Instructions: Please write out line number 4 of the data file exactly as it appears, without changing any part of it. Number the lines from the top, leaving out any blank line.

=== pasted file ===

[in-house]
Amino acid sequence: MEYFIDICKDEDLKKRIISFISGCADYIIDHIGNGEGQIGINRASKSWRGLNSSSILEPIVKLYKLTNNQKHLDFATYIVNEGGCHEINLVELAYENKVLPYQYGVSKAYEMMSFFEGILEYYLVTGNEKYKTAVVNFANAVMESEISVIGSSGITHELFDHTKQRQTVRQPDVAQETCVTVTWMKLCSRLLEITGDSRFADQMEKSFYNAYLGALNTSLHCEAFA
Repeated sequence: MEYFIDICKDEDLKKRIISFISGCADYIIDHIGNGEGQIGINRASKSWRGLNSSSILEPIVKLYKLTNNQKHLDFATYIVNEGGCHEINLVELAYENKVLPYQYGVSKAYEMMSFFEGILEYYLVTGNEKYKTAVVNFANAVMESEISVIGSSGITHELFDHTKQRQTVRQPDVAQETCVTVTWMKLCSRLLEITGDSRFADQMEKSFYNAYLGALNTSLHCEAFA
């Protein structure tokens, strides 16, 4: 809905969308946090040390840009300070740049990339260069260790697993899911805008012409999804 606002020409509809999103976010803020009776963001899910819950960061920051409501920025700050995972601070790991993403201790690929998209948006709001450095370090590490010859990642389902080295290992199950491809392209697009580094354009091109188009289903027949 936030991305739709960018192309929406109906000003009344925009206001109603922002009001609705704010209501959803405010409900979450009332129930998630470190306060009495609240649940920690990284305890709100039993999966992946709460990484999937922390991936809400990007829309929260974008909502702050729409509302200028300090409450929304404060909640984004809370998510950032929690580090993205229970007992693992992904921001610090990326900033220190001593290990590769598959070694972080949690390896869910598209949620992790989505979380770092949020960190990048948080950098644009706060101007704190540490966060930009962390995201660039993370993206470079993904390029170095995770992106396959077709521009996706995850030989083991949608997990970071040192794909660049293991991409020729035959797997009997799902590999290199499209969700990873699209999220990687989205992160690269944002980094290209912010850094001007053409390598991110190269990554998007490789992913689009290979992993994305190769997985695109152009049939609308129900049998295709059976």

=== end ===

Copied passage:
């Protein structure tokens, strides 16, 4: 809905969308946090040390840009300070740049990339260069260790697993899911805008012409999804 606002020409509809999103976010803020009776963001899910819950960061920051409501920025700050995972601070790991993403201790690929998209948006709001450095370090590490010859990642389902080295290992199950491809392209697009580094354009091109188009289903027949 936030991305739709960018192309929406109906000003009344925009206001109603922002009001609705704010209501959803405010409900979450009332129930998630470190306060009495609240649940920690990284305890709100039993999966992946709460990484999937922390991936809400990007829309929260974008909502702050729409509302200028300090409450929304404060909640984004809370998510950032929690580090993205229970007992693992992904921001610090990326900033220190001593290990590769598959070694972080949690390896869910598209949620992790989505979380770092949020960190990048948080950098644009706060101007704190540490966060930009962390995201660039993370993206470079993904390029170095995770992106396959077709521009996706995850030989083991949608997990970071040192794909660049293991991409020729035959797997009997799902590999290199499209969700990873699209999220990687989205992160690269944002980094290209912010850094001007053409390598991110190269990554998007490789992913689009290979992993994305190769997985695109152009049939609308129900049998295709059976």